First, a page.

Cass's Reviews > Writing as a Way of Healing: How Telling Our Stories Transforms Our Lives

Writing as a Way of Healing by Louise DeSalvo
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Jul 05, 12

Read from April 22 to July 05, 2012

I just finished this book, which I started on April 22 of this year. That’s a long time to spend reading a 216 page book, isn’t it? I thought I would review it, but in the moment, I have decided not to. I’m going to write something else instead, and what I am about to write is a direct effect of reading this book. In fact, I could hardly make myself finish it, because this idea gripped me with such compelling force that I had to keep drawing myself back to the page. And now I struggle to begin.

I have, several times over the past few years, struggled to write about my father. Part of the Mary Monologues was about him, and I have written a couple of poems about him, but I have never truly come to grips with him, his life, his death. I’ve felt the emotions and the turmoil, but I have not tried to organize that mishmash of confusion into a narrative that I could integrate into something useful, something I could process. Today, as I was finishing DeSalvo’s book, my mind continued to wander to the trunk in my room. Inside that trunk are photo albums. Several, I don’t remember how many. There are albums in there that hold pictures of my father, albums that my step-mother gave me not long after he died. I haven’t ever really studied them, and have looked at them only briefly since they came into my possession.

I think it may be because by not looking, I could choose to continue to not remember. We have discussed before, you and I, my faulty memory. But I know that my memory can be triggered by pictures. That in fact, if I want to remember something now, I stop and take a mental image of what is happening at this moment. It has, I think, been easier until now to think of him as someone who was never truly part of my life than to admit that I might have had, and then lost, something very precious. The truth is, I don’t know what I will find in those albums. I do know there are at least two images there that I can talk about, because I can see them just as clearly as if I had them in front of me.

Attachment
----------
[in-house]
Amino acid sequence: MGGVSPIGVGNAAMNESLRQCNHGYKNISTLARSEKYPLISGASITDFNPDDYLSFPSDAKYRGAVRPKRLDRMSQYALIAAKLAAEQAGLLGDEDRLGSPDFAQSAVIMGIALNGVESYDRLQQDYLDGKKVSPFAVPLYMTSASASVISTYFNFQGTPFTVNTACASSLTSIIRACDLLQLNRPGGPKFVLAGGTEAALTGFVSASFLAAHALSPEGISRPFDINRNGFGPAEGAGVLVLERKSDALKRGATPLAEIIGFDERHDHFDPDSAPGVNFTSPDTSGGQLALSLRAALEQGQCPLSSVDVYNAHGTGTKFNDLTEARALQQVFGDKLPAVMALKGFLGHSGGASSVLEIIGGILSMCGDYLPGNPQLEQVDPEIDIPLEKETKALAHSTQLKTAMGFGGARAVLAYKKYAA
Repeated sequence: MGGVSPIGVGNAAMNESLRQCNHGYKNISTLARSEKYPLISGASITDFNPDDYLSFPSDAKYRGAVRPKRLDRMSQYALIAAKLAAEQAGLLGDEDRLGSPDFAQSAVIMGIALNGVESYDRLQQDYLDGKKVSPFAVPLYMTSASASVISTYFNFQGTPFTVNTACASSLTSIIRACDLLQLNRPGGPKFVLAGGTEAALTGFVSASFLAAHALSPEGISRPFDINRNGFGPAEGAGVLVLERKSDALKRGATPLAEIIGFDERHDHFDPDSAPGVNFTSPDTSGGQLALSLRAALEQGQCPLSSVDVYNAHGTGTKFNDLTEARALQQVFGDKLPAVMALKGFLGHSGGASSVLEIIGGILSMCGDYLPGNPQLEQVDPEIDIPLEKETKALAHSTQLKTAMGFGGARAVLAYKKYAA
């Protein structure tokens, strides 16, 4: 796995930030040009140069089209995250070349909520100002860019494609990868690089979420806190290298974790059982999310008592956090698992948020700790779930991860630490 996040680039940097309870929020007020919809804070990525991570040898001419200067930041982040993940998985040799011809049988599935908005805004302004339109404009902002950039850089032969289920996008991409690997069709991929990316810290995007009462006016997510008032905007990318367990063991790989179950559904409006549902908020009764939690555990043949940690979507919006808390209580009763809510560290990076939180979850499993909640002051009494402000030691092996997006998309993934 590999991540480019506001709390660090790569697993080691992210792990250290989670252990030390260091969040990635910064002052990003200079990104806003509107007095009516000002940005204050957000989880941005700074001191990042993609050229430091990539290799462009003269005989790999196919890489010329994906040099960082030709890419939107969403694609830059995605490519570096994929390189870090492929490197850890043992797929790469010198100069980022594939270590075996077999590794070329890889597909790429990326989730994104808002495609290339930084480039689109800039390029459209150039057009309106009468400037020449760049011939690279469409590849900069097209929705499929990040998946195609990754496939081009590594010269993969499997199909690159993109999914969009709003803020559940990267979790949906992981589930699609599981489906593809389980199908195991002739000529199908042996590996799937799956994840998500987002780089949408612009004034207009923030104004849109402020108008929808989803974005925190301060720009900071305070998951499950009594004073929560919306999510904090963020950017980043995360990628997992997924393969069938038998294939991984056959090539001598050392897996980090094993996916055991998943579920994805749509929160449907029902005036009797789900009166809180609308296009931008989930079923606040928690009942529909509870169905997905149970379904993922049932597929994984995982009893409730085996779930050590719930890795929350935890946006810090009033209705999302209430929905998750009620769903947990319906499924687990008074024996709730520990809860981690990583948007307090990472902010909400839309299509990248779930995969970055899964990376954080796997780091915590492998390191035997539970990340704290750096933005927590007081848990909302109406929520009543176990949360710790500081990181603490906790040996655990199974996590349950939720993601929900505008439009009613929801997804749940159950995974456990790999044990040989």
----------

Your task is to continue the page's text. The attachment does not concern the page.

Anyway, I had planned to write this summer, but I had no idea what about until today. I have a couple of collaborative projects going, but I’m also pretty sure that this will be the summer I pull all the writing I have already done about him together into one piece. And it will be the summer I pull those photographs from their acidic PVC albums and mount them on proper paper. It will be the summer I let myself tell me the story of My Daddy. There are parts that will be very ugly. Such is life. There is anger as well. But I hope I also find beauty and laughter. Mostly, I want something whole and something true. A piece that says: this is what happened when I was six, when I was seven, when I was 12, and when I was 43, 44, and 45.

I knew it would happen eventually, and I bought the scrapbook supplies last fall. I guess it’s time.
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Reading Progress

04/22/2012 page 22
10.0%
04/26/2012 page 69
31.0% "Just finished the first part. More than ready to get into her ideas on process."
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Comments (showing 1-2 of 2) (2 new)

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message 1: by Dana (new) - added it

Dana I wish you all the best in your writing and healing journey. <3


message 2: by Cecilia (new) - added it

Cecilia Garrett I have had this book on my "book bag" list at the library for so long that I can't begin to tell you when I placed it there. Your comments about your father, and how something in this book have pushed you to look at your relationship with him have led me to decide that this is a book that I MUST READ now. My own father was 99% absent from my life. And I am writing in past tense as though he has died. He hasn't. But the pain of his absence and the repeated attempts to create even a friendship, adult to adult, to no avail have led me to treat him and the relationship we should (?)/could have developed as being dead and gone forever.

Although my desire to write is about my mother and my childhood in a squalor-filled, hoarded home, I believe that I will have to revisit the absent father issue. And admittedly, it's one that I wish I could simply "put to bed" already. Perhaps revisiting it again and writing through it will make it less difficult to address in the future.

Thanks!


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